I will first look at the position of the proposal for a Directive on each of these questions, then consider how the matter was dealt with by the Council of Europe and then briefly review the position in national law of the Member States but with particular reference to the UK. Why? I will start from the Directive as this is the document under examination. Next, the Council of Europe's Recommendation is important for a number of reasons: first it was adopted by the political body, the Committee of Ministers, within which the UK is active and participated in particular in the final stages of the discussions on the recommendation. The Member States of the European Union formed a common position on the Council of Europe proposal. As the EU vote is sufficient to block any measure, the resulting Recommendation must be considered as the base line which the EU Member States considered acceptable regarding security of residence for migrants. Further the Recommendation was only adopted last year at a time when the Community was already competent to adopt a measure on the same subject and when such a proposal was already under preparation by the European Commission. The Council of Europe now includes more than 43 countries in Europe - a much wider Europe than that of the EU. The level of rights which can be agreed in that venue with a much wider and more diverse constituency, must represent the bottom line for the EU. 15 Member States with a strong commitment to the integration of immigrants must at least fulfil the minimum level of rights which can be agreed within the Council of Europe. Further, as the majority of the third country nationals resident in the EU are nationals of Council of Europe countries, any failure of the EU to adopt a position at least as high as that of the Council of Europe's recommendation could be interpreted by other Council of Europe countries as an attempt to avoid reciprocity of duties to one another's nationals. Finally, the national level is important as it also sets a base line against which the proposal must be considered. National administrations have a natural resistance to any EU measure which might require substantial changes to national laws and regulations, let alone practices. Thus the bargaining position of the Member States is structured, not least, around the existing law of the Member States and the degree of change which might be required. A consideration of the three questions from these points of view should provide an insight into the proposal.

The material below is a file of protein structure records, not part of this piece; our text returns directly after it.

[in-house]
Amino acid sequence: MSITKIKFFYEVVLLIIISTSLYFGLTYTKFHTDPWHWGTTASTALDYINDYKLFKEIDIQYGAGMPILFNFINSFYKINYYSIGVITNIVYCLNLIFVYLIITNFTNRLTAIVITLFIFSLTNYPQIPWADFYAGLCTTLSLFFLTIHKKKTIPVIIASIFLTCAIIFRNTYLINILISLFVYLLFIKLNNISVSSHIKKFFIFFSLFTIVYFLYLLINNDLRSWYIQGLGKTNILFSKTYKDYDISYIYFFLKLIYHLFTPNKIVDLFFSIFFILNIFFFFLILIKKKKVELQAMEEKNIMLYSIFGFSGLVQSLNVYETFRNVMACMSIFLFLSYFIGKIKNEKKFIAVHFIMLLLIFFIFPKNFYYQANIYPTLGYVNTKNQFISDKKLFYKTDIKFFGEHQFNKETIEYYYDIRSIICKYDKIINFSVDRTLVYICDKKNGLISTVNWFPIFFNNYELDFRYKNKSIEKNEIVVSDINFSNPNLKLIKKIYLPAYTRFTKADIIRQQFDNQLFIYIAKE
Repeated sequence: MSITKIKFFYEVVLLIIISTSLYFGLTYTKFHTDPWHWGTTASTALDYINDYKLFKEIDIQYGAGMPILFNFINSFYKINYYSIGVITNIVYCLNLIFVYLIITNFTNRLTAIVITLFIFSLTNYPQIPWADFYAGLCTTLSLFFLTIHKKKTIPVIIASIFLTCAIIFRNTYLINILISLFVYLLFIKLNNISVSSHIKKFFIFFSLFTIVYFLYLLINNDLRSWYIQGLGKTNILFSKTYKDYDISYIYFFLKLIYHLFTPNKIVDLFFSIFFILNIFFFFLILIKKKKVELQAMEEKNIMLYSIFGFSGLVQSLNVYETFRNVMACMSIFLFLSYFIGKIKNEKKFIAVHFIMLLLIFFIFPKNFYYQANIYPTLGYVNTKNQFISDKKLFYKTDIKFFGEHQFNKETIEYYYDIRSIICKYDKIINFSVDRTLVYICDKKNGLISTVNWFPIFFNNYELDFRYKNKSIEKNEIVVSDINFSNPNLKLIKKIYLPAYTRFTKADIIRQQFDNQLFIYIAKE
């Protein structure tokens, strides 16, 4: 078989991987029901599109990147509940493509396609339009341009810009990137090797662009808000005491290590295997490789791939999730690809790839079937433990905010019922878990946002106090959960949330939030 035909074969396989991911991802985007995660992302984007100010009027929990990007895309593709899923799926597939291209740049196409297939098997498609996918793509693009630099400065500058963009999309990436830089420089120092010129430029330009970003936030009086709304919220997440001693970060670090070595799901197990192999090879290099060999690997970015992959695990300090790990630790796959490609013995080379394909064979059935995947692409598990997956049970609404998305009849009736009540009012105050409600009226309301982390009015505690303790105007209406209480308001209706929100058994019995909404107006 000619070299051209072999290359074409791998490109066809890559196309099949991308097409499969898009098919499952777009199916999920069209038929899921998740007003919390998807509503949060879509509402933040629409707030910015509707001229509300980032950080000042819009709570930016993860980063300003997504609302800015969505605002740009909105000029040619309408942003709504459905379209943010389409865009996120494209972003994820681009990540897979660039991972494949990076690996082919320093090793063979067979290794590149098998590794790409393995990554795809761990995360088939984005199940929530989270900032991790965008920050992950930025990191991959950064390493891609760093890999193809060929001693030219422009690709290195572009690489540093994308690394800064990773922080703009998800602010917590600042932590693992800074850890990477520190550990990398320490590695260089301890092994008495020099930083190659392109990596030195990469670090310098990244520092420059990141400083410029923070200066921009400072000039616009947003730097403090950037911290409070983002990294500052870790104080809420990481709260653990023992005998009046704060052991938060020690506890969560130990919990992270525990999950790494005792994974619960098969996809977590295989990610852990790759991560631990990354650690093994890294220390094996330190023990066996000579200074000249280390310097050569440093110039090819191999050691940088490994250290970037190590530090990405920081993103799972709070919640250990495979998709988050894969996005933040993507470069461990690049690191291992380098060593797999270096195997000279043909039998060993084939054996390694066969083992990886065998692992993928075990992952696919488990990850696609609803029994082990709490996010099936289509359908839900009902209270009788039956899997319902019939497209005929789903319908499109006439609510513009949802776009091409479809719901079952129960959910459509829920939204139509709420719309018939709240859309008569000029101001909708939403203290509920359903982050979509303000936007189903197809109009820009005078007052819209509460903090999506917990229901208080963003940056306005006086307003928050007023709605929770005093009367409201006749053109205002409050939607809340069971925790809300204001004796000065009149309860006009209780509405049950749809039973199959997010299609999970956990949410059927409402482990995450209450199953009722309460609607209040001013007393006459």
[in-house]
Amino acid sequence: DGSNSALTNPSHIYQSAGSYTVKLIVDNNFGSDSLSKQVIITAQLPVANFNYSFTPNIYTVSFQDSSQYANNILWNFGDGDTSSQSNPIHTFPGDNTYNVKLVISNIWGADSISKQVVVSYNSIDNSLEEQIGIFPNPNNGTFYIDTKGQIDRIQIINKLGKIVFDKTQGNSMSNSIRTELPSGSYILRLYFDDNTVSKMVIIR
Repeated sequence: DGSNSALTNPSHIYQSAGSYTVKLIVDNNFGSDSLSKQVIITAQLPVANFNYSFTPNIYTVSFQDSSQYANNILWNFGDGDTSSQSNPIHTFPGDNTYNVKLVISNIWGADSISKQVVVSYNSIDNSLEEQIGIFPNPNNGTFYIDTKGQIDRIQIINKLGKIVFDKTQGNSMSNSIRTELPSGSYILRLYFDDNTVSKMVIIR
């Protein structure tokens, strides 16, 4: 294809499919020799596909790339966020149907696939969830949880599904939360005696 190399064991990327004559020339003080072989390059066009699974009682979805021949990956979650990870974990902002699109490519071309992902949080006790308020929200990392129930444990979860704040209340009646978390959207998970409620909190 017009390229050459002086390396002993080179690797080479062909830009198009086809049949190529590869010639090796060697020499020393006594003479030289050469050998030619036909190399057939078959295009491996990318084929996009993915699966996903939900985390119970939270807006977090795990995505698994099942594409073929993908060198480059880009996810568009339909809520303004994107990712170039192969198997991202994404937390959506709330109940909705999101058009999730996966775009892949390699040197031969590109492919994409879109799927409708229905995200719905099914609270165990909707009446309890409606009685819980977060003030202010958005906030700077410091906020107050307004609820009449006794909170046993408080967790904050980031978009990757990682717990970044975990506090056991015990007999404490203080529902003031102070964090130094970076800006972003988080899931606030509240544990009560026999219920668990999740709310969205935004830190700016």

The proposal deals with acquisition of the status at Articles 5—8. Any third country national (not benefiting from a better status from some other source of Community law) who has resided lawfully and continuously for five years is entitled to the status on application. The very strict exclusion of persons granted protection on account of their fear of torture in their country of origin is unfortunate. The proposal only includes persons recognised as refugees which are the minority of persons granted protection in Europe. The residence periods of students only count as half—so students must clock up ten years (with an exception for doctoral students). The individual is required to provide evidence of sufficient resources (at the level of minimum social security benefits) and health insurance. An exception is made for refugees and third country nationals born on the territory. A Member State is required to give the status on presentation of the documents (specified) and within a time limit. Exceptions are permitted on grounds of public order and domestic security (also defined strictly).